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Posted on October 26, 2020

Kris Whitehead

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One of the TOP mistakes I have made in the past, and I often see others making now is time management when communicating with others.

As I left the field to scale our business, I found it more challenging to communicate effectively with our men in the field when it came to deadlines.

It seemed that their idea of the pace of play was, “it’ll get done when it’s done” or “it is what it is.”

That doesn’t sit well for scheduling different trades on top of each other or back to back. It pisses clients off when we’re working in their homes, and they have no idea what’s going on or how to make plans.

One of the trends I began to notice is HOW everyone in the field was communicating with others.

On the one hand, I had a client asking specific questions about timing, and on the other, I had subcontractors and employees answering vaguely. As I dug deeper, I began to see email and text communications that were equally vague.

Here’s an example:

1. “When will you be done with xxx?”

2. “I have to talk to my boss. I’ll let you know.”

1. “Okay.”

A day passes…

1. “Hey, any idea when you’ll be done?”

2. “By the end of the week.”

1. “Okay.”

Friday morning…

1. “Are you going to be done today?”

2. “No, we ran into a glitch. We should wrap up by Tuesday.”

1. “Okay, let me know if you run into problems. The client is getting anxious.”

Now, imagine for a minute…the client is paying for our team to be in control of the schedule…but who’s really in charge?

I’d venture to guess that seven times out of 10, it’s the lowest common denominator. You got it…it’s the “helper” of #2 who is either late, doesn’t show up to work, or was given tasks he/she isn’t capable of handling correctly.

I know because I WAS in the field with employees who OFTEN did this exact thing to me. It was one of the reasons I’d fall out of integrity with my deadlines to others.

Somehow, I had to put a stop to it.

Here’s how I did it (and you can too).

I started asking people when they were vague a simple question:

“When will you have it done?”

No matter their answer, I’d stay with the question until they gave me a DATE and a TIME.

 

Then, I would ask them to follow up with me if anything changed.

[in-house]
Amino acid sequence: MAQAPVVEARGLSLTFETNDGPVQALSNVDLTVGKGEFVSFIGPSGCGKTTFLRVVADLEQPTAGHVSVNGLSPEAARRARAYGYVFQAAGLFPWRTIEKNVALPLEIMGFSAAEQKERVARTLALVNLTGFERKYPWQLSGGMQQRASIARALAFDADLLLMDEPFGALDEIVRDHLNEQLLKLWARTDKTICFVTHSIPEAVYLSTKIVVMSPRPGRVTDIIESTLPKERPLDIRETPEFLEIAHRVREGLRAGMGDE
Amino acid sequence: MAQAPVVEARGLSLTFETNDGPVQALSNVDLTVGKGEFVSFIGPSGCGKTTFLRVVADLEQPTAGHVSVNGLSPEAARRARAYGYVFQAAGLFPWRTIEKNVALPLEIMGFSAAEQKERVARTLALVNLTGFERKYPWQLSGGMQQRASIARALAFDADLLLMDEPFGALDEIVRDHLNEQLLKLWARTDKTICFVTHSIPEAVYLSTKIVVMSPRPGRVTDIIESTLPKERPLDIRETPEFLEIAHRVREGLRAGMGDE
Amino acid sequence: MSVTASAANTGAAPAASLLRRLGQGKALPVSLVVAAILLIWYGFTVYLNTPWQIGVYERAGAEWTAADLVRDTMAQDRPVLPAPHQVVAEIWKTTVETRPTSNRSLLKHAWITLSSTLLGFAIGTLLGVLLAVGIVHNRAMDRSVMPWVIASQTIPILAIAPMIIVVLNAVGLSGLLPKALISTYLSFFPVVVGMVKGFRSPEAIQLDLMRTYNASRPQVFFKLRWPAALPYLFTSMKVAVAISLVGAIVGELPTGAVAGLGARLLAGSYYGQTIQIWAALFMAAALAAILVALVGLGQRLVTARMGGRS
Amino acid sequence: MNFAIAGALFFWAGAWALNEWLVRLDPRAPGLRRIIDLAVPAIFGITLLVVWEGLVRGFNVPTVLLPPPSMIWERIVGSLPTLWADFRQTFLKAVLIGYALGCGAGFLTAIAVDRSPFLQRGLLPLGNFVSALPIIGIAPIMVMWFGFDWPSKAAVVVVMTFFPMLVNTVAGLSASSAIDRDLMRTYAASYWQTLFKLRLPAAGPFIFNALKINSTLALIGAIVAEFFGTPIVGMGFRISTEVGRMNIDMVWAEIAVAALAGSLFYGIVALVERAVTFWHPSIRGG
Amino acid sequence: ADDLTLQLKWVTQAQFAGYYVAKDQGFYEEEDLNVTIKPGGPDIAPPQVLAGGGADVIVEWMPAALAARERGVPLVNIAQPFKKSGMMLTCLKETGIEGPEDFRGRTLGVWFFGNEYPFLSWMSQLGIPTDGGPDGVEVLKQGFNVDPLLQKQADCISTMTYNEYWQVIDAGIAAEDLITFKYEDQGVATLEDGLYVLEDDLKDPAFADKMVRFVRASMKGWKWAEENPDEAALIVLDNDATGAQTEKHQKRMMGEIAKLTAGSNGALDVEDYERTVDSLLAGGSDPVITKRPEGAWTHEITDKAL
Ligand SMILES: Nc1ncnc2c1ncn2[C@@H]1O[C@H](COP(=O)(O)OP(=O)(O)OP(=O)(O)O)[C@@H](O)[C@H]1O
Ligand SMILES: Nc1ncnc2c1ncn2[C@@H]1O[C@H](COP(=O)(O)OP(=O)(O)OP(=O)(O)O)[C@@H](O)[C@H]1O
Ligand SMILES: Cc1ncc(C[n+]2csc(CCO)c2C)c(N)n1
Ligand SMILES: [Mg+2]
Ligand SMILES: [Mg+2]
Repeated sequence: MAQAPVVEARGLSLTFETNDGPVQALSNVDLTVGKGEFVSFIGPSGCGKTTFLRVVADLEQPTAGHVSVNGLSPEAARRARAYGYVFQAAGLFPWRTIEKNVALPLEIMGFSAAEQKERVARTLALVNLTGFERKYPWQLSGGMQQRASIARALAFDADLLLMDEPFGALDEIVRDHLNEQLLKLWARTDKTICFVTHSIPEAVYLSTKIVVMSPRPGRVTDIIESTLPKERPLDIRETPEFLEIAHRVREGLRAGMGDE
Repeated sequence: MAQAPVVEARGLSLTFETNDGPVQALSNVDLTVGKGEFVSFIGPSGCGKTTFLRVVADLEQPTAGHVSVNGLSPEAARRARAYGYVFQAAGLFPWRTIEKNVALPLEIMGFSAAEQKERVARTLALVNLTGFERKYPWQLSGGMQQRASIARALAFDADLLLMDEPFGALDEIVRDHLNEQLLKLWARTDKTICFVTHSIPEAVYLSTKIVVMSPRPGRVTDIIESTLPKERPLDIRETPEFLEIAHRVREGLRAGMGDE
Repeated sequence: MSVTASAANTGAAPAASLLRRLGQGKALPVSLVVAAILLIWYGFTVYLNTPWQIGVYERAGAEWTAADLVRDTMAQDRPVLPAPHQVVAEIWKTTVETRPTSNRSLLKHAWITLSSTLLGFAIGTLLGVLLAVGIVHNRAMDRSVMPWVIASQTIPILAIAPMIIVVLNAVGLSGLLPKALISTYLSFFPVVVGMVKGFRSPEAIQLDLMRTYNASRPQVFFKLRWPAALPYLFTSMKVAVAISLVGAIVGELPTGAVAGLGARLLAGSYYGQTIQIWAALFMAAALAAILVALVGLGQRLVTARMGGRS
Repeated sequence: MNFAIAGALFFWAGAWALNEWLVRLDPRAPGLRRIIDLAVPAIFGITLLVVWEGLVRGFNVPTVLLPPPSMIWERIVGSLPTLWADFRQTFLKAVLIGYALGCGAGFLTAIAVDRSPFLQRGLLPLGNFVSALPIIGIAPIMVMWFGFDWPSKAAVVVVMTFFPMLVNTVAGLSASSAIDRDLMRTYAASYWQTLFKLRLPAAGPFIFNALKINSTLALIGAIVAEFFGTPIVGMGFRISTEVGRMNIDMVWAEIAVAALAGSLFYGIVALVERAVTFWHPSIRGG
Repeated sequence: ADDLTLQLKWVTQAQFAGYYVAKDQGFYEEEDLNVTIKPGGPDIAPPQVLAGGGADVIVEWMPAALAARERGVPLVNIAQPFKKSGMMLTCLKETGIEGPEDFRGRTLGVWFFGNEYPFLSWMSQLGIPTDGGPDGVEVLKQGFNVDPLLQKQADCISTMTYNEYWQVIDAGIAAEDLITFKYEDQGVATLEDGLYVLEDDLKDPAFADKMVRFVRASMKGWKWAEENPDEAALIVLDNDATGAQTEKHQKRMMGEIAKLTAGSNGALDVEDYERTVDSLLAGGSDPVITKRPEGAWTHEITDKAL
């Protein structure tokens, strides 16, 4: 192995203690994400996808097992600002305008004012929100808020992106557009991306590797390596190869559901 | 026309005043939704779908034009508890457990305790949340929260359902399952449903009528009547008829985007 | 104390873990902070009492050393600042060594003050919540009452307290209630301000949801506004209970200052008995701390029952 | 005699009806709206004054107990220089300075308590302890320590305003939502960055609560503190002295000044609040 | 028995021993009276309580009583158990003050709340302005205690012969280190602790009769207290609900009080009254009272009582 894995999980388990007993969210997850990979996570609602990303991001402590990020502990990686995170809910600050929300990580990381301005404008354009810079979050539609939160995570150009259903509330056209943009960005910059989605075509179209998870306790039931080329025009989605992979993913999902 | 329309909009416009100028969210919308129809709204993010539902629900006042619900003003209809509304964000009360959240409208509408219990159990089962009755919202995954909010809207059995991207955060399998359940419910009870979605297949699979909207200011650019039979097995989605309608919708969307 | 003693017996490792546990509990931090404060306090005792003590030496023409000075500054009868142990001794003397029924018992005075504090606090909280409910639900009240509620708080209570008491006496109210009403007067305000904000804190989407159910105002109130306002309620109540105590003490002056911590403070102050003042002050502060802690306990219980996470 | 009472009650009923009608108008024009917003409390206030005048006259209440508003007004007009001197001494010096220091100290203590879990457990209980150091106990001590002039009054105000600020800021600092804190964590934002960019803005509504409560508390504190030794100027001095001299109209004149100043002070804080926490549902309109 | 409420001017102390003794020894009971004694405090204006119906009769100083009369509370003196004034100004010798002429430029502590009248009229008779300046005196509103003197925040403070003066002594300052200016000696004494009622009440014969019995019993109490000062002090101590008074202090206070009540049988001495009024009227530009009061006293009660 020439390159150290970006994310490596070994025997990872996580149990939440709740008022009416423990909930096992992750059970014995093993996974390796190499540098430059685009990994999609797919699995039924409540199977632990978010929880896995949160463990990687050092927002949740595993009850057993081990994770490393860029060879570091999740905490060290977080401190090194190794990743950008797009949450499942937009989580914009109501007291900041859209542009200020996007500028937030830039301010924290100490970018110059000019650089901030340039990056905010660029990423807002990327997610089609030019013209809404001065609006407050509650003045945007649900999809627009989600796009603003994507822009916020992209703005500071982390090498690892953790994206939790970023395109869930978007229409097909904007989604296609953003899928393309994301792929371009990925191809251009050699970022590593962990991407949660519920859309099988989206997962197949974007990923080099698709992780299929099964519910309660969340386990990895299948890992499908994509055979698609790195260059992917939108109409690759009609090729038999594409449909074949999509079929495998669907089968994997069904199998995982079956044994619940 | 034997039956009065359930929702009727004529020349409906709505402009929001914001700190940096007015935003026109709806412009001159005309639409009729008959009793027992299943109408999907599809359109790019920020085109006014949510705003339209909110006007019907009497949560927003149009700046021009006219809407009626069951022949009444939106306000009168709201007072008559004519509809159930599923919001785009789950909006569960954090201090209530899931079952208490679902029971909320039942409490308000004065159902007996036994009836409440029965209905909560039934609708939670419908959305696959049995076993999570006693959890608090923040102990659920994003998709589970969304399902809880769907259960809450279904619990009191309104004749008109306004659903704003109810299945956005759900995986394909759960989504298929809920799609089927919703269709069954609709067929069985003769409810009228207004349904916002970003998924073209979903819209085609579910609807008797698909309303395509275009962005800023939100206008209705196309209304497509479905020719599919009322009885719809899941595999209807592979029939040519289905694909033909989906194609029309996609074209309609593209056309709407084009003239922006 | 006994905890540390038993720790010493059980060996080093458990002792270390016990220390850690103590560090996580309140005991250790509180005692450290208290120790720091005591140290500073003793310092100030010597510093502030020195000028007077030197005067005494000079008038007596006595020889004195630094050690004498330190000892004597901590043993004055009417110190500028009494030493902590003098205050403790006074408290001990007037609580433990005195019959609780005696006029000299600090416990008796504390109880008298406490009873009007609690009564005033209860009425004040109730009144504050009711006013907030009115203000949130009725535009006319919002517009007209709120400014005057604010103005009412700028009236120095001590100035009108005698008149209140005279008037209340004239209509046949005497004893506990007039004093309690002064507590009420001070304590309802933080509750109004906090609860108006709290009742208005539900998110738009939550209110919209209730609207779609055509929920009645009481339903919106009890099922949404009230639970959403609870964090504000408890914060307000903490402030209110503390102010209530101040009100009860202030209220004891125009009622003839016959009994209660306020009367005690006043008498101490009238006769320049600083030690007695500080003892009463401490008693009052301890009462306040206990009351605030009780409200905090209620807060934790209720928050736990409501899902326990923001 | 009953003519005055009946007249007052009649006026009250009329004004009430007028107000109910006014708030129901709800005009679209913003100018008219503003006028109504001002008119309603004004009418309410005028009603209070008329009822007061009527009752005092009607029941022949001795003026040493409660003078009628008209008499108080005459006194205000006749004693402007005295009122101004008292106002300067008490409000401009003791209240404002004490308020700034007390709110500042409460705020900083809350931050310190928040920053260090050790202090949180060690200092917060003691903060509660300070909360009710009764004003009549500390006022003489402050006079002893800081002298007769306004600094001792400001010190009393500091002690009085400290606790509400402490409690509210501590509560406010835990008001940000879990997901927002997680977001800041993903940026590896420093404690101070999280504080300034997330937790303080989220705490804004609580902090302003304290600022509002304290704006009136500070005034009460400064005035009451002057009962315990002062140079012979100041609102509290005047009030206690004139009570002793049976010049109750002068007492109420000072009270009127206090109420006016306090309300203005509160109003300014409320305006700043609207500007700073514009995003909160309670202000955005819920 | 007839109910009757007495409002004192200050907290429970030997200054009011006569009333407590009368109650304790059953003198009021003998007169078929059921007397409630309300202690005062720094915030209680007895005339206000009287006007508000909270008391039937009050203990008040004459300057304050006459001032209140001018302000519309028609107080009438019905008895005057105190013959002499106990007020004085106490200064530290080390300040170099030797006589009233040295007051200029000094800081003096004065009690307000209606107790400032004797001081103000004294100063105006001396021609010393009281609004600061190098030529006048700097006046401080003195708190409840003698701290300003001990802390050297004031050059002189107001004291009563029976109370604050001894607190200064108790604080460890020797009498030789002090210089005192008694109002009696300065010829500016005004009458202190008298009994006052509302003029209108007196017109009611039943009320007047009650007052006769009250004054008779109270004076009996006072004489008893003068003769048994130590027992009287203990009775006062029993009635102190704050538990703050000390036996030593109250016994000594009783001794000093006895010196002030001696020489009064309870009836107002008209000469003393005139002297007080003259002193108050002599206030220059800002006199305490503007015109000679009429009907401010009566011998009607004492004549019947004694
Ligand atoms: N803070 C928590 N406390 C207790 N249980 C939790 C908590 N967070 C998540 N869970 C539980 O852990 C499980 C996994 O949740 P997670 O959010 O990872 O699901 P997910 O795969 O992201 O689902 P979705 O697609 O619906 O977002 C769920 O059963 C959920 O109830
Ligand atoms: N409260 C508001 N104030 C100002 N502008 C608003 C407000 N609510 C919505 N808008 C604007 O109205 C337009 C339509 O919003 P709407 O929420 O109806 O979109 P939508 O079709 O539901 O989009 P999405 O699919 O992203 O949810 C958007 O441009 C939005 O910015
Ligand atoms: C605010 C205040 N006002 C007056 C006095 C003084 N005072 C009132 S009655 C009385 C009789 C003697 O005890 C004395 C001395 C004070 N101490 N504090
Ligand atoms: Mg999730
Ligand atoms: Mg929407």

Often, they didn’t follow up…at least, not at first.

After they realized that I was always going to follow up with them, I believe they began to remember they’d made a promise, and I was going to hold them to it.

I wasn’t a jerk about it, but if their time had passed on their promise, I’d simply call or text and remind them that today, about 15 minutes ago, they’d promised to be done, deliver, etc…

And I would RESET a time with them To be done.

Sure, it is uncomfortable at first…but over time, I began to notice something very interesting.

They began giving me dates AND times they would finish…and more often than not, they would be good for their word.

No one, I mean NO ONE likes to be the guy who feels guilty and is expecting “that” call…

So, the trickle down effect must have taken place. They began communicating to their team about dates/times.

They began to implement rules to remain in integrity.

They began to UPGRADE who was on their team that could help them not feel the pain of being that dude with his hat in hand, saying “sorry”.

I mean, C’mon…the work is hard enough without also feeling like you’re a dipshit who can’t be good for your word…right??

Maximizing YOUR time requires YOU to not allow others to waste it.
There is no amount of bitching, complaining, or coaching that you can do to motivate another human to value your time…it’s called “pushing a rope.”

It’s much simpler to simply NOT allow others to waste your time.

Create deadlines with others ON EVERYTHING. Put them in your calendar and hold yourself accountable. If you miss, or know that you’re going to, reach out to who you’ve made a promise to and simply reset the deadline. It’s called INTEGRITY.

The BONUS comes in when you begin to hold others accountable as well.

You don’t have to be an asshole about it either…it makes it much harder for others to do it for the right reasons and eventually hold themselves accountable because they not only have to learn a new skill, they have to find a way to forgive YOU for being a jerk.

Hope this tip helps…I know it’s helped us work on the highest levels with our clients, and it’s one of the topics we discuss in our weekly meetings.

See ya’ in the trenches!

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